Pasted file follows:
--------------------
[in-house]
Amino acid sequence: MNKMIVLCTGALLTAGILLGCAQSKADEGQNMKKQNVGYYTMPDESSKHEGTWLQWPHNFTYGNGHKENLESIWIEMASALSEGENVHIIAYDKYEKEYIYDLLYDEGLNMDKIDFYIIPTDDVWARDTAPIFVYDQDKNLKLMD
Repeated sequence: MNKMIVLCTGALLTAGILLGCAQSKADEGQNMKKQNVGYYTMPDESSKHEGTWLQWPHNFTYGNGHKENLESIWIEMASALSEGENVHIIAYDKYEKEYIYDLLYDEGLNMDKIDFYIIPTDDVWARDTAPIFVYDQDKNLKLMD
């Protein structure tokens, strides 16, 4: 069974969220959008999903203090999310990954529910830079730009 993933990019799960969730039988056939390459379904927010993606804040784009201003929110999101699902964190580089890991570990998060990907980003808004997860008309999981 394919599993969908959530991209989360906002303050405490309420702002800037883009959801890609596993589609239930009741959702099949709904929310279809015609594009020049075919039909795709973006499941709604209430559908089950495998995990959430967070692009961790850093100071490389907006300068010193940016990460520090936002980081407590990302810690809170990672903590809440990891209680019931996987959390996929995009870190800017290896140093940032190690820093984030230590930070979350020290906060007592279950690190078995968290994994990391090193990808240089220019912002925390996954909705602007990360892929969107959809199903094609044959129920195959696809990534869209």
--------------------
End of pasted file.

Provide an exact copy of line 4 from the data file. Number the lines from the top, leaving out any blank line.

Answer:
């Protein structure tokens, strides 16, 4: 069974969220959008999903203090999310990954529910830079730009 993933990019799960969730039988056939390459379904927010993606804040784009201003929110999101699902964190580089890991570990998060990907980003808004997860008309999981 394919599993969908959530991209989360906002303050405490309420702002800037883009959801890609596993589609239930009741959702099949709904929310279809015609594009020049075919039909795709973006499941709604209430559908089950495998995990959430967070692009961790850093100071490389907006300068010193940016990460520090936002980081407590990302810690809170990672903590809440990891209680019931996987959390996929995009870190800017290896140093940032190690820093984030230590930070979350020290906060007592279950690190078995968290994994990391090193990808240089220019912002925390996954909705602007990360892929969107959809199903094609044959129920195959696809990534869209």